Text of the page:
Wednesday, February 16, 2011
Tuesday, February 15, 2011
A very generous member has donated $1,100 toward a new printing of our Spanish-language booklet, ¿Por qué vegetariano?
As soon as we can raise an additional $2,900, we can do a new printing.
You can help print and ship these unique booklets by making a secure, tax-deductible donation online, or send a check or money order to:
Vegan Outreach | PO Box 30865 | Tucson, AZ 85751
Please include a note that the contribution is to print PQV.
Thanks so much!
Monday, February 14, 2011
Sunday, February 13, 2011
Friday, February 11, 2011
Wednesday, February 9, 2011
today's Enewsletter is that Adopt a College has already reached more than 100,000 students in 2011, despite the unbelievable weather so far this winter.
Nikki is over 20,000 already this term!
And Vic has become the fourth individual to reach 300,000!
Congrats to everyone who is a part of this powerful work!
Tuesday, February 8, 2011
Brian points out this wide-ranging blog, Vegan Skeptic. Some interesting posts:
A Vegan No More
Great stuff in there. E.g., from the first one:
"Suppose we were to do a study looking at cancer rates among vegans and we find that in our sample we looked over a hundred different types of cancers, and find that for six of them vegans had significantly lower incidences of those cancers at a 95% confidence level. We cannot conclude from this evidence that vegans have lower incidences of those six cancers. This is an example of the Texas sharpshooter fallacy. We have looked at a mass of scattered evidence and then simply picked out those which happened to look like a pattern in our favor."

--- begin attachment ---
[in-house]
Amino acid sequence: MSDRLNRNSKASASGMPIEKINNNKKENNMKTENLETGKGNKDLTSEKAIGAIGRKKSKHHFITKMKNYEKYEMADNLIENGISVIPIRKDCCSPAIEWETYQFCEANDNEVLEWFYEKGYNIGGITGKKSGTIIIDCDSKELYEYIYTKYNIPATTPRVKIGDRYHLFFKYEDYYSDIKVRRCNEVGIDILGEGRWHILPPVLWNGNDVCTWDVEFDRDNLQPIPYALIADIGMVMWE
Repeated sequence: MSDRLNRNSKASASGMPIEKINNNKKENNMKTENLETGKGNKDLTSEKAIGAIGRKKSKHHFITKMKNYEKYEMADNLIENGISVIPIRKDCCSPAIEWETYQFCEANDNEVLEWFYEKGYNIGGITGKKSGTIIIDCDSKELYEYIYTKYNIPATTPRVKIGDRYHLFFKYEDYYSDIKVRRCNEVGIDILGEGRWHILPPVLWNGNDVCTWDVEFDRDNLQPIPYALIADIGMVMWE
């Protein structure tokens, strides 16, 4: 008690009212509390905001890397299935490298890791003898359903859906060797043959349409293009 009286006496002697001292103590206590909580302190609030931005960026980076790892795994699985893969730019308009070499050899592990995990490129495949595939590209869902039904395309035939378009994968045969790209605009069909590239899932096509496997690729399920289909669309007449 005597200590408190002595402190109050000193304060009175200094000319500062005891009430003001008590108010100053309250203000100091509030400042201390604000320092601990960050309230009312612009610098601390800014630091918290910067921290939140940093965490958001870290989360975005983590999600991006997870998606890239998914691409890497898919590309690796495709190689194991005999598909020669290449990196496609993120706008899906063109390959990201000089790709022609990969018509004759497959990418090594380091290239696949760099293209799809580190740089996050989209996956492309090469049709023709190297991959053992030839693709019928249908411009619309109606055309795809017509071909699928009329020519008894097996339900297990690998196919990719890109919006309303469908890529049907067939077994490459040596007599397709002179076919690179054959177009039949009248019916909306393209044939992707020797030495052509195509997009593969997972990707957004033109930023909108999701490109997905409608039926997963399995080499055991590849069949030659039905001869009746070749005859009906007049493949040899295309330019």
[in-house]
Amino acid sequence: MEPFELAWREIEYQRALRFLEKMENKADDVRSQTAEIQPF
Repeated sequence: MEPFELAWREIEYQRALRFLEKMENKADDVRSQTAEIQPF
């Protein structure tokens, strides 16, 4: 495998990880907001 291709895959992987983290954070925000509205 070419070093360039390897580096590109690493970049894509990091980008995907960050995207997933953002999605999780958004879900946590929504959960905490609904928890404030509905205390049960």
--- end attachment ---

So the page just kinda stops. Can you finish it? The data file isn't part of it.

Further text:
Monday, February 7, 2011
Sunday, February 6, 2011
Saturday, February 5, 2011
Jane Velez-Mitchell has a new book out, Addict Nation. She graciously agreed to an interview with Vegan Outreach:
What do you think causes people to become addicted? Why do some people form so many addictions?
In my new book, I show how America's culture has become addictogenic. Essentially that means that our culture encourages people to consume in a gluttonous, addictive fashion. The "more is better" mentality is rampant. We are eating more, weighing more, accumulating more, spending more and it's not making us any happier. Au contra ire: it's making us depressed. That's why anti-depressant sales are way up. So, we're also applying the "more is better" mantra to prescription drugs which is another huge mass addiction. Since all addicts develop a tolerance to their substance of choice, it stands to reasons that all addiction is progressive because addicts will always need more of their "junk" to achieve the same high. So, these societal plagues are destined to become worse... unless we, as a society, hit bottom and have a moment of clarity about the insanity of our behavior.